Friday, December 28, 2012


  The following essay is on happiness by William Lyon Phelps. I think he makes a lot of good points and because we are all interested in achieving more happiness, I took the liberty to write a somewhat lengthy piece. Phelps is a Christian author and I'm reading his book titled "Human nature and the Gospels," This pieced comes from Lillian W. Watson's book, "Light from many lamps."

 "Real happiness is not dependent on external things, he taught his students. The pond is fed from within. The kind of happiness that stays with you is the happiness that springs from inward thoughts and emotions. You must think of this now, while you are young. You must cultivate your mind if you wish to achieve enduring happiness. You must furnish your mind with interesting thoughts and ideas. An empty mind seeks pleasure as a substitute for happiness. 

 The happiest person is the person who thinks the most interesting thoughts.

  This definition places happiness where it belongs -- within and not without. The principle of happiness should be like the principle of virtue: it should not be dependent on things, but be a part of personality.....
  If the happiest person is the person who thinks the most interesting thoughts we are bound to grow happier as we advance in years, because our minds have more and more interesting thoughts. A well ordered life is like climbing a tower; the view halfway up is better than the view from the base, and it steadily becomes finer as the horizon expands.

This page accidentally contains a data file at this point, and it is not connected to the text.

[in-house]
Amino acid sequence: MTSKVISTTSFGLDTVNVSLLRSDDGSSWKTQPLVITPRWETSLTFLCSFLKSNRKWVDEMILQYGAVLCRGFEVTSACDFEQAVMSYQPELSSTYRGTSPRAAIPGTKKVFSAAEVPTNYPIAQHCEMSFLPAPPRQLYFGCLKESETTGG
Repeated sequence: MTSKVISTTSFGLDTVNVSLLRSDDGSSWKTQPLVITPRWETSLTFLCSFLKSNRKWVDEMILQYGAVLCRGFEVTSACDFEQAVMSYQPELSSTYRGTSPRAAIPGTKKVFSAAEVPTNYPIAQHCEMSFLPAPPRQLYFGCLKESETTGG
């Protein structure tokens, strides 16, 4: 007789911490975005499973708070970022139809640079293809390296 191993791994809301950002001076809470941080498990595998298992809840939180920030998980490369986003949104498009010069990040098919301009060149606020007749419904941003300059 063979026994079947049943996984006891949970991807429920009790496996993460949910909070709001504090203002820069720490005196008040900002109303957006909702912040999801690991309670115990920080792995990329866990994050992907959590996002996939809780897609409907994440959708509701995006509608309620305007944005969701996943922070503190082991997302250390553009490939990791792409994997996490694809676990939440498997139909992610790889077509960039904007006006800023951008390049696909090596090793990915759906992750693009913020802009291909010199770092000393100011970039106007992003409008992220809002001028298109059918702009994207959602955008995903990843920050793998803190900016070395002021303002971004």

Herein lies the real value of education. Advanced education may or may not make men and women more efficient; but it enriches personality, increases the wealth of the mind, and hence brings happiness. It is the finest insurance against old age, against the growth of physical disability, against the lack and loss of animal delights. No matter how many there may be in our family, no matter how many friends we may have, we are in a certain sense forced to lead a lonely life, because we have all the days of existence to live with ourselves. How essential it is, then, in youth to acquire some intellectual or artistic tastes, in order to furnish the mind, to be able to live inside a mind with attractive and interesting pictures on the walls."

  In this practical piece he neglects the spiritual without which we can have all knowledge and still have no happiness or peace. I believe a clear conscience and a life of holiness and joyful service to Christ will bring a level of joy no earthly thoughts will ever attain. That being said, life needs balance and the more we expand and think on the noble, true, lovely, admirable or anything excellent or praiseworthy the greater happiness we attain. Now I dropped out of High School in my senior year and 'sought pleasure as a source of happiness' until I came to Christ; once I became a Christian and began to study the Bible I began the joy of learning and found all of life: people, nature, beauty, the arts were all enhanced by my spiritual walk. The "narrow way" broadens all the senses and as I self-taught myself I find this essay resonates with my experience.


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